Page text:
Education to Prevent Exploitation

Imagining a new future for the youth in communities is what got us dreaming of what is now Myanmar Adventure Outfitters.  After living on the border of Thailand and Shan State for 3 years and seeing a mass exodus of Myanmar's youth, we envisioned creating new opportunities.  In rural communities two common threads resound: lack of jobs, and lack of education to qualify one for good jobs.  What this results in is looking to neighboring countries like Thailand and China as a places with greater earning potential, and so the illegal risky move to neighboring countries entices, places where they have no rights, no legal status, and are more often than not exploited in a variety of ways; sometimes low wages, sometimes unpaid wages, sometimes forced labour, sometimes slavey, and sometimes sexual slavery and prostitution.  

One of the villages that we spend a lot of time in, and our favorite village to take clients to, in this village we've gotten to know a 14 year old spunky adventure girl who can climb any tree, jump off waterfalls, and is a sparkplug of energy and joy.  Not too long ago we went to the village and she wasn't around anymore.  So we asked what happened to her, and because of lack of employment opportunities and the fact that she could not finish primary school in the village, she was sent to the China border to work in a karaoke bar.  Fearful of the worst, we began to pray for her safety, and soon after, because of conflict in the town she was in, she was sent home for her safety.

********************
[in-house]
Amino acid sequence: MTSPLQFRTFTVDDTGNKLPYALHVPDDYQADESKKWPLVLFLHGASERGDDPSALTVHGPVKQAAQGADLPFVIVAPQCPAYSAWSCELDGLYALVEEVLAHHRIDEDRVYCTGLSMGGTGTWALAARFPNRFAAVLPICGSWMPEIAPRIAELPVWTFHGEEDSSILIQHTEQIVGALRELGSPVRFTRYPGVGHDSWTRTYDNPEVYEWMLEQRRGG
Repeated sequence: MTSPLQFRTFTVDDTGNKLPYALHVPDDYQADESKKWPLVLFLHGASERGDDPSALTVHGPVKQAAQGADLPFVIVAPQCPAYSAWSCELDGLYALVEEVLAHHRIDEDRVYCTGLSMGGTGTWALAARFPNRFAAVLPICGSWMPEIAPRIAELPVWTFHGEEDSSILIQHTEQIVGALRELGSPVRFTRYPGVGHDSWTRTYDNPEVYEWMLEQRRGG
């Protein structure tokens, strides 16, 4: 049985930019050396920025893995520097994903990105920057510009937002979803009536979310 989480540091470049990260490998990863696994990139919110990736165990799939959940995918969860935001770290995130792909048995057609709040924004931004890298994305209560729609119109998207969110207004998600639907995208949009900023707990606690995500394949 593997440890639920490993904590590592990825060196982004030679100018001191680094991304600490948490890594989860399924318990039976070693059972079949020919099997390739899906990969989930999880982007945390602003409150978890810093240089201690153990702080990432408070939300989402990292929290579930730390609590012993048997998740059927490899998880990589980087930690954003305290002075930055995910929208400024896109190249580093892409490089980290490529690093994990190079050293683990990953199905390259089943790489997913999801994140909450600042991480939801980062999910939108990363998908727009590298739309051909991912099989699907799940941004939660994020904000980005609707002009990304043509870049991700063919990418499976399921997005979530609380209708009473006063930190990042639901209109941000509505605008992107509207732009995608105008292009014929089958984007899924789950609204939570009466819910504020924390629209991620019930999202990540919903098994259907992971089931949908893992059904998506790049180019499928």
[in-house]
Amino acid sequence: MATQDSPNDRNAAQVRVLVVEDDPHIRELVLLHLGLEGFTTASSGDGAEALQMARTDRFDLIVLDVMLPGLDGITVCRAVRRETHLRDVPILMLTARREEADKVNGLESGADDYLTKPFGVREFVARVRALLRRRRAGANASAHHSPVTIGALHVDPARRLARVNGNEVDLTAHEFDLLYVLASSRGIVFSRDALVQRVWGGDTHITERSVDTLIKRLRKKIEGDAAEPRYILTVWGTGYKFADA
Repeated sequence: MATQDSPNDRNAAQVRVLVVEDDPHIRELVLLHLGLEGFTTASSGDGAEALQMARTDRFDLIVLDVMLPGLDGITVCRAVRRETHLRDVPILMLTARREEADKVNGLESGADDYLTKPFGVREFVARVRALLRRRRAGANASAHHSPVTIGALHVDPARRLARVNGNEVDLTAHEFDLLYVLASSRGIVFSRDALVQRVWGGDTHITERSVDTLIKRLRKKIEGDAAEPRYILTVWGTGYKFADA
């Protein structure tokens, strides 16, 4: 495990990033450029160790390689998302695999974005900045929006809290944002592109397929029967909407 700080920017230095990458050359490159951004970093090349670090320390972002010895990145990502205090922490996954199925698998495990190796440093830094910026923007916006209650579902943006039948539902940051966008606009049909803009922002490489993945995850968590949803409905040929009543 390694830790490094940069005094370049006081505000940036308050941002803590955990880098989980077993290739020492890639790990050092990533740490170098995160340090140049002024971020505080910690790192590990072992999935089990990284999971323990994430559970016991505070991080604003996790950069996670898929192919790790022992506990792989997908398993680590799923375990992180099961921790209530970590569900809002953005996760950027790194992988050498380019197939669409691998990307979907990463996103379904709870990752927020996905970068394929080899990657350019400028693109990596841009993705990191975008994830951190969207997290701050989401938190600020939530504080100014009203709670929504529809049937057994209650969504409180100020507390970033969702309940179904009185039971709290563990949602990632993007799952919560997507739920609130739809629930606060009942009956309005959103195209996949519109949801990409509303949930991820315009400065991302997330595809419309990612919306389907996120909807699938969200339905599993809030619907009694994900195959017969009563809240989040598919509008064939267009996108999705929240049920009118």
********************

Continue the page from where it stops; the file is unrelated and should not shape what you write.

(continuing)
Our 14 year old friend who now gets to do Grade 7.

Our 14 year old friend who now gets to do Grade 7.

So we began the dialogue with the community about the source of challenges like this, and what it comes down to for them is lack of education opportunities.  Their village has primary and middle school, but don't have the last year of middle school (7th year) because of a lack of space at school.  The teacher is willing, but the space does not allow, so they cannot finish in their village what is required for them to go to high school in Lashio, and so some families send their kids away for work.  Discovering a possible solution together with the village and their teacher, we decided to partner our MAO profits, donations from people who helped invest in startup of MAO, and their finances as a community.  We began to work towards a basic addition to their school to enable education to continue in their home environment, however the Ministry of Education offered to add to their school from government funding if they could prove the need.  So, our shift changed to how to upfit the existing small and unavailable space to become another classroom and prove this need.  So, we shifted the funds towards setting up with desks, chairs, and a whiteboard.  

Now we are a few weeks into the school year, and 9 students are in 7th grade.  A huge victory for us in that it prevents the move of people that inspired business in the first place.  It is a huge value to the community, and we are glad to collaborate with them for positive impact.